Black Walnut Leaf
Botanical: Juglans nigra
Family: Juglandaceae (walnut)
Other common names: Black Walnut, Greek Nut, Carya, Jupiter’s Nut
Rich in vitamin C and other important nutrients, Black Walnut Leaf is a powerful astringent that helps to remedy diarrhea and excessive menstrual bleeding. It is also said to relieve eczema, psoriasis and many other skin ailments. Moreover, it is an antiseptic and antibacterial that combats infection and has been used in Germany for decades to clear sinus infection and dry up runny nose.
The Walnut tree is a large, handsome, deciduous hardwood with a rough bark, and it sometimes exceeds one hundred feet in height. There are fifteen species of Walnut growing worldwide in the dry, temperate zones of Asia, Europe and North and South America. Six species are native to the United States, and the Black Walnut is among them, growing in the eastern states and up through Canada.
Black Walnut is one of the best-known, largest and most valuable native hardwoods, but it is not plentiful. It does, however, grow rapidly in mixed forests and rich, moist, well-drained soil, such as found in valleys. Certain plants are sensitive to the roots and leaves of Black Walnuts, which exude a distinctive odor when bruised, and will not grow under or near them. Walnut is a highly ornamental tree and is often planted for roadside shade and shelterbelts. It is cultivated for commercial walnut production in Europe and the United States, where it is used for culinary and medicinal purposes, and its beautiful, figured wood is made into fine paneling, salad bowls and in cabinet making.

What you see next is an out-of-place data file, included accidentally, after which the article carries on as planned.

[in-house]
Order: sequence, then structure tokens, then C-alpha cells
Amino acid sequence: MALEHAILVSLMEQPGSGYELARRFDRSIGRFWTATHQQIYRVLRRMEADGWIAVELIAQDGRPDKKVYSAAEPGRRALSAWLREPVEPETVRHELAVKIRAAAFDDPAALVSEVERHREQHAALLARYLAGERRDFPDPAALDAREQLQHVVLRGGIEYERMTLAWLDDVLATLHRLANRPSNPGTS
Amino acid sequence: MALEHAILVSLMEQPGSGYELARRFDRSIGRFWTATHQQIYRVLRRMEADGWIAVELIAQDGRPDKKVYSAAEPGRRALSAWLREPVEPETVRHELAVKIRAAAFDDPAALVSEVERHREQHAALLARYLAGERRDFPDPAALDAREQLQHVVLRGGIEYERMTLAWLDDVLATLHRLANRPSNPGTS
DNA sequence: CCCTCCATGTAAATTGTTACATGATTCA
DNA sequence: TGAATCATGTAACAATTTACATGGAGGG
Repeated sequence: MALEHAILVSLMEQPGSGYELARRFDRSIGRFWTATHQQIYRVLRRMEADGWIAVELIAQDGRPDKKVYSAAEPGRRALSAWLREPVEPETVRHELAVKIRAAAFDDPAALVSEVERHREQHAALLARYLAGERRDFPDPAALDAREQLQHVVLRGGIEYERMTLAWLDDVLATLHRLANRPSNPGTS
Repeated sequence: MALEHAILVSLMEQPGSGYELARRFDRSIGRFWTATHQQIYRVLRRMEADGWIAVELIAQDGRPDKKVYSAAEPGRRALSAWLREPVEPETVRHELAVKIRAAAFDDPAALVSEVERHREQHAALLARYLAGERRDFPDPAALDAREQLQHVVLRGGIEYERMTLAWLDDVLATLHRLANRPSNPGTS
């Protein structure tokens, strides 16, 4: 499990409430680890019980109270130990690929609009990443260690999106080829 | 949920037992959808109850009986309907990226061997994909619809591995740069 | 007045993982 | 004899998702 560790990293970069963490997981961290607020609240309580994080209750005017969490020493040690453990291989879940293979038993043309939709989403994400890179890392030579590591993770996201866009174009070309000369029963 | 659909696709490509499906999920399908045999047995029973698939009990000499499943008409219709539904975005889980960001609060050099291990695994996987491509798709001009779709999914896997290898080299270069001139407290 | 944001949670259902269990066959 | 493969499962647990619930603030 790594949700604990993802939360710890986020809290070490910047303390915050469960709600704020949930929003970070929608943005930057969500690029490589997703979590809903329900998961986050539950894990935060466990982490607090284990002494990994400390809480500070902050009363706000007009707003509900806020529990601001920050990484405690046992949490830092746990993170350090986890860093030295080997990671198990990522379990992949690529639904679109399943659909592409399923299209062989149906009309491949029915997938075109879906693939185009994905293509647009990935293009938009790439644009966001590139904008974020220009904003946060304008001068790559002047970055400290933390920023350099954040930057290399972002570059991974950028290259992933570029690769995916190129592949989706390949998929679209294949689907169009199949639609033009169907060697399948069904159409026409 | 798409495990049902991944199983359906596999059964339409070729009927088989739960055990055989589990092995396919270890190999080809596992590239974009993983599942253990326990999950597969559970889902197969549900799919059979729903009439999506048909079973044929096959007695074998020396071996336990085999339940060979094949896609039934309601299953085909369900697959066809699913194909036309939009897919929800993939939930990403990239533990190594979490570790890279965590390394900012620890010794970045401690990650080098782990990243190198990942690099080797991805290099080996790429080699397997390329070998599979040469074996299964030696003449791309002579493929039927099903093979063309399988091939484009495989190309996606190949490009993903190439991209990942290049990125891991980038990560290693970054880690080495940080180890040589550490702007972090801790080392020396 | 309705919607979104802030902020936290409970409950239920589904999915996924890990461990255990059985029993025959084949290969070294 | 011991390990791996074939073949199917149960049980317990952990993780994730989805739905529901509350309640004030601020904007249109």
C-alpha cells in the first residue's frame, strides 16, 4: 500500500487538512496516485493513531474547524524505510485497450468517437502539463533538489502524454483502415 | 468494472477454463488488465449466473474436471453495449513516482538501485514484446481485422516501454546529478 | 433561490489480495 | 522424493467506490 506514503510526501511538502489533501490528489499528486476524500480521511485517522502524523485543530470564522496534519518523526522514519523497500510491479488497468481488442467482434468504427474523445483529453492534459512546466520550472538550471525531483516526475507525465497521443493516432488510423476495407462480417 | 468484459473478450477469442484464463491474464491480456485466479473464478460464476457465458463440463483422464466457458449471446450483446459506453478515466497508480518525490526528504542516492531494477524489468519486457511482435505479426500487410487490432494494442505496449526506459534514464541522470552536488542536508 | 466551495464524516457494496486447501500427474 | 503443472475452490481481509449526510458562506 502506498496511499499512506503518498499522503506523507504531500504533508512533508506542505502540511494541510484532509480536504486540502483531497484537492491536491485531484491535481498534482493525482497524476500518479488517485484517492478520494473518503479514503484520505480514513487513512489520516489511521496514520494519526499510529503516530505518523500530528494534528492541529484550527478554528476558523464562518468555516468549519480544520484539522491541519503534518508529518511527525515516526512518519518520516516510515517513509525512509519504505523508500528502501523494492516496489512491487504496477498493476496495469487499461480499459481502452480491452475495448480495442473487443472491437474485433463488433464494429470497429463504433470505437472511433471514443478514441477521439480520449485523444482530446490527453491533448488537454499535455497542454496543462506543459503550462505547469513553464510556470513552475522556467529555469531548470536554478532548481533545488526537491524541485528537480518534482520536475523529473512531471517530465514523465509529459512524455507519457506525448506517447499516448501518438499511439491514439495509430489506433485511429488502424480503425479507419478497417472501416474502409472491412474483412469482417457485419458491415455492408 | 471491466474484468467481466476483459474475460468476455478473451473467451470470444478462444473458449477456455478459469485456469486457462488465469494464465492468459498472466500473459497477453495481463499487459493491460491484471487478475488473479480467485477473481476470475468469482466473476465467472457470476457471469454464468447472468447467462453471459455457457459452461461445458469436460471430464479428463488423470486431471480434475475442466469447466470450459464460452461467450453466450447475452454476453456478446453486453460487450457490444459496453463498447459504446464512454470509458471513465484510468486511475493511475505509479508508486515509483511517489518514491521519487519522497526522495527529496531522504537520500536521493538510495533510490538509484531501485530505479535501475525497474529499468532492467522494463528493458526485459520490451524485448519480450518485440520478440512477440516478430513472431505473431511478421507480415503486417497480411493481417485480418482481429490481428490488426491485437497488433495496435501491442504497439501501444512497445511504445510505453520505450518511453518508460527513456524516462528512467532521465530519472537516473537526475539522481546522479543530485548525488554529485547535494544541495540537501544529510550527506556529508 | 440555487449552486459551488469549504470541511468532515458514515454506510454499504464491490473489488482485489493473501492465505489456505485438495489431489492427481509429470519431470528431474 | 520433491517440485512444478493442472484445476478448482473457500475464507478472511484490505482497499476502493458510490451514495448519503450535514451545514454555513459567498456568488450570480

Walnut has been used in herbal medicine for thousands of years, with the Roman naturalist, Pliny, mentioning it as far back as the first century A.D. Its botanical name, Juglans, is derived from the Latin reference to the god, Jupiter, and glans, meaning “nut” or “walnut.” In the Golden Age, when men lived on acorns, the gods dined on walnuts, thus providing us with another common name, Jupiter’s Nut. The English name is partly Teutonic in origin, with the Germans calling it wallnuss. The esteemed seventeenth-century herbalist, Nicholas Culpeper, prescribed Walnut Leaf to draw poisonous venom from snakebites and spider bites.
Native Americans used both Black Walnut Leaf and Black Walnut Hull in their medicinal preparations for skin problems and as a laxative; and long before vitamins were discovered, folk medicine practitioners knew by experience and results that walnut jam, made in a certain way, was a pleasant, body-repairing material, which we now confirm to be a rich supply of vitamin C, beta-carotene and minerals.
Herbalists used Black Walnut both externally and internally for easing scrofula, ulcers, wounds, rickets, scurvy and as a gargle; and Russian military hospitals also used Walnut as a cleansing and quick healing medication for wounds and ulcers. Walnut is a popular food and is included in candy, ice cream and cake flavoring. The outside pulp of the nut is used as a dye (it was actually the main source of brown hair dye until early in the twentieth century).